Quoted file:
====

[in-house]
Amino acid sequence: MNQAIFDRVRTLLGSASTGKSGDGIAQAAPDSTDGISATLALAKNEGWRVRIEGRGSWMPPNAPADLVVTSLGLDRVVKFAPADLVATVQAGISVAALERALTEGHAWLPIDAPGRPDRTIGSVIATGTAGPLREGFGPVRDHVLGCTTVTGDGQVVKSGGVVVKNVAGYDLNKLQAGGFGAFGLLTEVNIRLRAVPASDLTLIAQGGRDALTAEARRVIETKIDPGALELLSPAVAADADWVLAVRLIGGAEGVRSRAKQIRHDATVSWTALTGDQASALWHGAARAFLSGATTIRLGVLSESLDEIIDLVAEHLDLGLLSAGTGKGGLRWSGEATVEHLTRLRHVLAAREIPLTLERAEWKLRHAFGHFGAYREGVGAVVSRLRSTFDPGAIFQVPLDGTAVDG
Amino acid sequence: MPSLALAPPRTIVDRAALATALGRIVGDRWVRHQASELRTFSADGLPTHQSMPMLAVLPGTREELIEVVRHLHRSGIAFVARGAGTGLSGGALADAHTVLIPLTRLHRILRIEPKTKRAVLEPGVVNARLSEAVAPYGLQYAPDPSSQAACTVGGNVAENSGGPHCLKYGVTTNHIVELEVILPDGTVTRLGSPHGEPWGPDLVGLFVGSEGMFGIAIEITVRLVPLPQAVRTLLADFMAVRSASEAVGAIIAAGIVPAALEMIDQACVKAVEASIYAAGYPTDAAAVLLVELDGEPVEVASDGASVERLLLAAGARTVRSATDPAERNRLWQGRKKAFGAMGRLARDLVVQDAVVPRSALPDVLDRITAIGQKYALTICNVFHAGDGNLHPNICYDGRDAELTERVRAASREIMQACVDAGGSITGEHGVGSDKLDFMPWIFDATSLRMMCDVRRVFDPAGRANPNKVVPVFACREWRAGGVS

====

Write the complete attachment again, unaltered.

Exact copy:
[in-house]
Amino acid sequence: MNQAIFDRVRTLLGSASTGKSGDGIAQAAPDSTDGISATLALAKNEGWRVRIEGRGSWMPPNAPADLVVTSLGLDRVVKFAPADLVATVQAGISVAALERALTEGHAWLPIDAPGRPDRTIGSVIATGTAGPLREGFGPVRDHVLGCTTVTGDGQVVKSGGVVVKNVAGYDLNKLQAGGFGAFGLLTEVNIRLRAVPASDLTLIAQGGRDALTAEARRVIETKIDPGALELLSPAVAADADWVLAVRLIGGAEGVRSRAKQIRHDATVSWTALTGDQASALWHGAARAFLSGATTIRLGVLSESLDEIIDLVAEHLDLGLLSAGTGKGGLRWSGEATVEHLTRLRHVLAAREIPLTLERAEWKLRHAFGHFGAYREGVGAVVSRLRSTFDPGAIFQVPLDGTAVDG
Amino acid sequence: MPSLALAPPRTIVDRAALATALGRIVGDRWVRHQASELRTFSADGLPTHQSMPMLAVLPGTREELIEVVRHLHRSGIAFVARGAGTGLSGGALADAHTVLIPLTRLHRILRIEPKTKRAVLEPGVVNARLSEAVAPYGLQYAPDPSSQAACTVGGNVAENSGGPHCLKYGVTTNHIVELEVILPDGTVTRLGSPHGEPWGPDLVGLFVGSEGMFGIAIEITVRLVPLPQAVRTLLADFMAVRSASEAVGAIIAAGIVPAALEMIDQACVKAVEASIYAAGYPTDAAAVLLVELDGEPVEVASDGASVERLLLAAGARTVRSATDPAERNRLWQGRKKAFGAMGRLARDLVVQDAVVPRSALPDVLDRITAIGQKYALTICNVFHAGDGNLHPNICYDGRDAELTERVRAASREIMQACVDAGGSITGEHGVGSDKLDFMPWIFDATSLRMMCDVRRVFDPAGRANPNKVVPVFACREWRAGGVS